The Government has launched a consultation to investigate the use of micromobility vehicles, flexible bus services and mobility as a service (MaaS).
A £90 million funding boost will lead to the trials of new transport innovations.
The aim is to consider how people can make small changes to their everyday travel decisions and whether they could choose to walk, cycle, bus or one day scoot instead of take the car.
One of the projects tested will see drones carrying medical supplies from clinics on the Isle of Wight to hospitals on the mainland. This will help speed up diagnoses by cutting out time spent journeying on ferries and roads. Once trials are complete, the drones could eventually be used to transport chemotherapy kits to save time and potentially lives.
The Government will also consult on the use of e-scooters and the impact they may have on UK transport. Requirements for both e-scooters and those using them are being explored to make sure they are safe for use on roads. This includes a minimum age and vehicle standards as well as insurance requirements. The review will also consider if local authorities should have extra powers to manage the impacts of e-scooters on public space, for example where they can be parked.
The trials will take place in three new ‘future transport zones’. The zones will provide real-world testing for experts, allowing them to work with a range of local bodies such as councils, hospitals, airports and universities to test innovative ways to transport people and goods.
The three new zones set to receive a share of the funding are in Portsmouth and Southampton, the West of England Combined Authority, and Derby and Nottingham - they will all join the existing West Midlands future of transport zone.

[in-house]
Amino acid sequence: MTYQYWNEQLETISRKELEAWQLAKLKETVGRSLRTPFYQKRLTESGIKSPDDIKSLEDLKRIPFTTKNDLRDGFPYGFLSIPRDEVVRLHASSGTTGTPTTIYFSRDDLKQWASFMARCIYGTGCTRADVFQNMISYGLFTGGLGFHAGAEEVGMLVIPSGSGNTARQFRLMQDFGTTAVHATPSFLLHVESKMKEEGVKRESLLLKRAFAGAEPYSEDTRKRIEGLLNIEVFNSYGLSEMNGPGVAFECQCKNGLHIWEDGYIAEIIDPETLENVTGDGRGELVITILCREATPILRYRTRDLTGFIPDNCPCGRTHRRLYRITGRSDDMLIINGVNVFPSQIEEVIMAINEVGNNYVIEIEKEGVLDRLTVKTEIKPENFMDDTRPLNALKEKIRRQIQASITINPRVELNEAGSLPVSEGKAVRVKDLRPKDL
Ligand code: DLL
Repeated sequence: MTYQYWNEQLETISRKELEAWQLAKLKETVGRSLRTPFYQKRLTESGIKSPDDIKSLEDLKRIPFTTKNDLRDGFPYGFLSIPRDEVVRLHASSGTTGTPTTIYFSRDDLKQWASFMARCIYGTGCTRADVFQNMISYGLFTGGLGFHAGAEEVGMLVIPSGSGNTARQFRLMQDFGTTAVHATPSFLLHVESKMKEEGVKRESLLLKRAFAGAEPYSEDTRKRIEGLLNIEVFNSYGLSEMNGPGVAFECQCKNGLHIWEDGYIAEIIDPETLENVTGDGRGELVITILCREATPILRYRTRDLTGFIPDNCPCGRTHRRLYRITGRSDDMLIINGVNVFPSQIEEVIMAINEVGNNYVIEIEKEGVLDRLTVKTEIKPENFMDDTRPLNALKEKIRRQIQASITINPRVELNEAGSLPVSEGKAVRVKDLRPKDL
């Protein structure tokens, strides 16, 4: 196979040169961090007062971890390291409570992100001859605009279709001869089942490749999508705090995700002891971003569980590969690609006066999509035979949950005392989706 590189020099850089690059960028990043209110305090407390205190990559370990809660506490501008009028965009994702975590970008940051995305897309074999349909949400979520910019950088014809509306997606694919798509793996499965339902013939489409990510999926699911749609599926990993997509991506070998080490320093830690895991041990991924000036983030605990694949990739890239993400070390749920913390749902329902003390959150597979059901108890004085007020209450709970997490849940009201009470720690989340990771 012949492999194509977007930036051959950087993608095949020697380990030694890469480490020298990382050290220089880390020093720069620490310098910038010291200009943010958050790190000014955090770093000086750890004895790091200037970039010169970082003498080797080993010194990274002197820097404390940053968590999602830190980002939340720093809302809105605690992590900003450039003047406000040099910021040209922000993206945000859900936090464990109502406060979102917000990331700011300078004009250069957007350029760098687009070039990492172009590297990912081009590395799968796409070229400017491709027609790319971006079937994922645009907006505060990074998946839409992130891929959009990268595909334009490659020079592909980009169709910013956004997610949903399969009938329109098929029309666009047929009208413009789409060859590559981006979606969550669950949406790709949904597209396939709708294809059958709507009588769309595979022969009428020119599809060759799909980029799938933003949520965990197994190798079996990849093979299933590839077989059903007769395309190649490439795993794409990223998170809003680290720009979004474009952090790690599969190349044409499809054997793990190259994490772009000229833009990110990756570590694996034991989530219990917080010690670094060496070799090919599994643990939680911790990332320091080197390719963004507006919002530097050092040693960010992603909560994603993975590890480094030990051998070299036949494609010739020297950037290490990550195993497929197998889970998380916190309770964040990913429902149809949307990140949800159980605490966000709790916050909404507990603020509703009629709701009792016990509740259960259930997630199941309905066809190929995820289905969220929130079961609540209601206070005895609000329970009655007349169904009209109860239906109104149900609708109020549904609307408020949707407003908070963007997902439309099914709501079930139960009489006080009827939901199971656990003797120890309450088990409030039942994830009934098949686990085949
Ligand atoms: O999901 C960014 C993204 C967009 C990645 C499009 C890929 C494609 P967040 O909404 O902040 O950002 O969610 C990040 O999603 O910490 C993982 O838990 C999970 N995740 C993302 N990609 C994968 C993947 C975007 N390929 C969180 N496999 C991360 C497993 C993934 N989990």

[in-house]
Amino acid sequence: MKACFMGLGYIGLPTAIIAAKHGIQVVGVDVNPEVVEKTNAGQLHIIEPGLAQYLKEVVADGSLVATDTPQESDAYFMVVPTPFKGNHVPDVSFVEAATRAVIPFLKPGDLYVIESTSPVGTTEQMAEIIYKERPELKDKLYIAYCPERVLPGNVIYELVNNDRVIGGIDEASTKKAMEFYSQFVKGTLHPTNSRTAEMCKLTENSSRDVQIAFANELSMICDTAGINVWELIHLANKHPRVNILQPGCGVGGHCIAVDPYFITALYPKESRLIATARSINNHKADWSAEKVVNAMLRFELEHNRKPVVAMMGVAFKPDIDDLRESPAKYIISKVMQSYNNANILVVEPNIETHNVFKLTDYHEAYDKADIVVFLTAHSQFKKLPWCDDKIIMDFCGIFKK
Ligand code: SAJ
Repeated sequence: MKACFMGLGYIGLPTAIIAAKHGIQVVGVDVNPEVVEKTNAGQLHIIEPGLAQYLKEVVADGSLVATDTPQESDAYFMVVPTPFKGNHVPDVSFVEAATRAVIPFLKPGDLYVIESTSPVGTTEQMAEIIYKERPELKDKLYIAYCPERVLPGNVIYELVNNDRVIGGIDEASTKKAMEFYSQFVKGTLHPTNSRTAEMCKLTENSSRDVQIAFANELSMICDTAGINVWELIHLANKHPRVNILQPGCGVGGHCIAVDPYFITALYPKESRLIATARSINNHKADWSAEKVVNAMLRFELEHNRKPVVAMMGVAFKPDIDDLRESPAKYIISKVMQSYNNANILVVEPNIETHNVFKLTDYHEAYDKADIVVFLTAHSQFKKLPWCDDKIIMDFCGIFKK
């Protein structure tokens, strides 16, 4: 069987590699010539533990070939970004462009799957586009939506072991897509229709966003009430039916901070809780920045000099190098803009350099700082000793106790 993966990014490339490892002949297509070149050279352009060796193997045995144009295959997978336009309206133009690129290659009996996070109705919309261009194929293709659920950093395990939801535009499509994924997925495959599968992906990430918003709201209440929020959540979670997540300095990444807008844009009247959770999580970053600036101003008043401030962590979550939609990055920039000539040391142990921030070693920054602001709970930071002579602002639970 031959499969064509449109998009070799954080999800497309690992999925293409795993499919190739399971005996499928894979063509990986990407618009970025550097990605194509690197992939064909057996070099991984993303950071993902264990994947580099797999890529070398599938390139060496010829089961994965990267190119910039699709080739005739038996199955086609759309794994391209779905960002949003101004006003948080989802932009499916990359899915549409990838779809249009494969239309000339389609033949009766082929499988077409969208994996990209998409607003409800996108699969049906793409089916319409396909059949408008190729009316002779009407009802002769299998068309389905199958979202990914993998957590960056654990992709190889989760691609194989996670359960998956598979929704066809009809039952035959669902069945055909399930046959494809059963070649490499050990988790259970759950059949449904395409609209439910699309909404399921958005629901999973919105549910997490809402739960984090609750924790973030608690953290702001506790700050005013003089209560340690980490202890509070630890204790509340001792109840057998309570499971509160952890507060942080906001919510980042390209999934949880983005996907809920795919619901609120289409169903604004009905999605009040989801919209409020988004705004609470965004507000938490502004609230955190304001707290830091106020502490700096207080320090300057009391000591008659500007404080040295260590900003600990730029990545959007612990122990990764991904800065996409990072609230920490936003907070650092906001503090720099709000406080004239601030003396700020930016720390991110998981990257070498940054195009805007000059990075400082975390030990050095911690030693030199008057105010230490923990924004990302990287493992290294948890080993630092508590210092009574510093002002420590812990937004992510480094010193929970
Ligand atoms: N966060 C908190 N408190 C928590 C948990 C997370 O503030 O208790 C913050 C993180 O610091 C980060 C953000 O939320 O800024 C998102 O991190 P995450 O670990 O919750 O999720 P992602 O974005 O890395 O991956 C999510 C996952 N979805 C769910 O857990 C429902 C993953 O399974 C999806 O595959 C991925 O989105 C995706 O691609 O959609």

Transport Secretary Grant Shapps, said: “We are on the cusp of a transport revolution. Emerging technologies are ripping up the rulebook and changing the way people and goods move forever.
“Our groundbreaking future of transport programme marks the biggest review of transport laws in a generation and will pave the way for exciting new transport technology to be tested, cementing the UK’s position as a world-leading innovator.
“This review will ensure we understand the potential impacts of a wide range of new transport modes such as e-scooters, helping to properly inform any decisions on legalisation. Funding these new zones across the country will also help us safely test innovative ways to get around, creating a greener future transport system for us all.”
The Government is also exploring how to test emerging technology in bus, taxi and private hire vehicle services, which could make journey planning and payment simpler and more seamless. For example, by reviewing regulations which could make it easier for bus services to operate in a similar way to on-demand taxis or private hire vehicles.
West of England Combined Authority will investigate booking platforms that give people access to book one journey across multiple modes of transport through the click of a button. It will also work to trial self-driving cars to transport people between Bristol airport, central Bath and the Northern Arc.
Portsmouth and Southampton will test how new technology can improve travel in car-dominated areas outside of major cities and provide the ability to plan journeys through smartphone apps. New options for last-mile deliveries for freight will also be trialled, including e-cargo bikes in cities, and using drones for medical deliveries.
Derby and Nottingham will invest in new ‘mobility hubs’ that integrate and encourage more widespread uptake of public transport, bike hire, car clubs and electric vehicles. It will also create a website and an app to improve information about transport choices and simplify payments for people when travelling.